Each week we let Saint Pope John Paul II share meaningful signposts to spark socio-economic resolves through justice and righteousness combined with mercy and compassion; in short, love.

In my Lenten Message this year [2004], I asked Christians to place children at the center of Christianity.

Many of them are victims of dangerous diseases, including tuberculosis and AIDS. Some are deprived of education and go hungry. Starvation and malnutrition, aggravated by disconcerting gaps in health care, continue to be the daily cause of death for many of these little ones who are even denied the minimum, indispensable for their survival. 

In some corners of the earth, especially in the poorest countries, children and adolescents are the victims of a terrible form of violence: they are enlisted to fight in the so-called “forgotten wars.”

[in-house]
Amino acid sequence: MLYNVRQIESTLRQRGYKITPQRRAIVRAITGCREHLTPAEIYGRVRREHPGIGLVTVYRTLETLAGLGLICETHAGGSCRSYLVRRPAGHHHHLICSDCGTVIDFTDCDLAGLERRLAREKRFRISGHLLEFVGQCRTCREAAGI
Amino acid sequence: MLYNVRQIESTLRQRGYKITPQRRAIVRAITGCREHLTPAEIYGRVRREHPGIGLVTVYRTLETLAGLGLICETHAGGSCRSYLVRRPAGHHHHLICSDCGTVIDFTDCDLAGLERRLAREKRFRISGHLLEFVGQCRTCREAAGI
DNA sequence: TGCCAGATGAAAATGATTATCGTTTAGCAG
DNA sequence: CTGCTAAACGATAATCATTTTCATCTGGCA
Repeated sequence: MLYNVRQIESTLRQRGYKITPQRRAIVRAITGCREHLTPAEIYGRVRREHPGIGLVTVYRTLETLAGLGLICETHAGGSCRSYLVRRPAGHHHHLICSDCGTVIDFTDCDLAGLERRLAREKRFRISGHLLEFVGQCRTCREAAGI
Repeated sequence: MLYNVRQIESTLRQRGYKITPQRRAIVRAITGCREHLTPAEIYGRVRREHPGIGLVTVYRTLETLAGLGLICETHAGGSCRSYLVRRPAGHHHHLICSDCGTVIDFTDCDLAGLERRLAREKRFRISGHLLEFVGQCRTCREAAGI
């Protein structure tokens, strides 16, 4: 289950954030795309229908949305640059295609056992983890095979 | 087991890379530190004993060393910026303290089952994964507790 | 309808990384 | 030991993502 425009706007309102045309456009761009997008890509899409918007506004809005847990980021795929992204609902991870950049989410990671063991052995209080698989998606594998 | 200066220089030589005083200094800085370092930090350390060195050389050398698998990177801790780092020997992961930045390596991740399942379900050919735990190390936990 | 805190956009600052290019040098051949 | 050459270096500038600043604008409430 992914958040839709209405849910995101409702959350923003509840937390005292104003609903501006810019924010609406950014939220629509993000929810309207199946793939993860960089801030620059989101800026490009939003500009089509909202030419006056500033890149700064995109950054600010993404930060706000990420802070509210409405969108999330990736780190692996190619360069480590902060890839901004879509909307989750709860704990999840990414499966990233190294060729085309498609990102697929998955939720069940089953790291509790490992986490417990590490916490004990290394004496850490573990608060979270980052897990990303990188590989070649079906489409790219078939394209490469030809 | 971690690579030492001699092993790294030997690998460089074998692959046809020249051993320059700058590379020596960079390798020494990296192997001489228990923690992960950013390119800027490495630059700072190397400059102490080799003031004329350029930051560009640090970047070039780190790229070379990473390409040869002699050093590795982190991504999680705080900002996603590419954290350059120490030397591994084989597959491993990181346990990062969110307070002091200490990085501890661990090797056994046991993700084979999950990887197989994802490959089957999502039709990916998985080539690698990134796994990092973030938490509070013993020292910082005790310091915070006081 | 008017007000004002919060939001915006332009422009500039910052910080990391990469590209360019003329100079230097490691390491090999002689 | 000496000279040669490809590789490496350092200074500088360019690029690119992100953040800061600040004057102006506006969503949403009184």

Indeed, they suffer doubly scandalous aggression: they are made victims of war, and at the same time, forced to play the lead in it, swept away in the hatred of adults. Stripped of everything, they see their future threatened by a nightmare challenging to dispel. 

Our youngest “brothers and sisters” who suffer from hunger, war, and diseases are launching a desperate appeal to the adult world. May their cry of pain not go unheard! Jesus reminds us: “Whoever receives one such child in my name receives me” (Matthew 18: 5). 

The Lenten season spurs Christians to accept the Gospel’s words more generously to express them in courageous interventions for children at risk and abandonment. 

I wish you all a good Sunday.




Fifth Sunday of Lent, 28 March 2004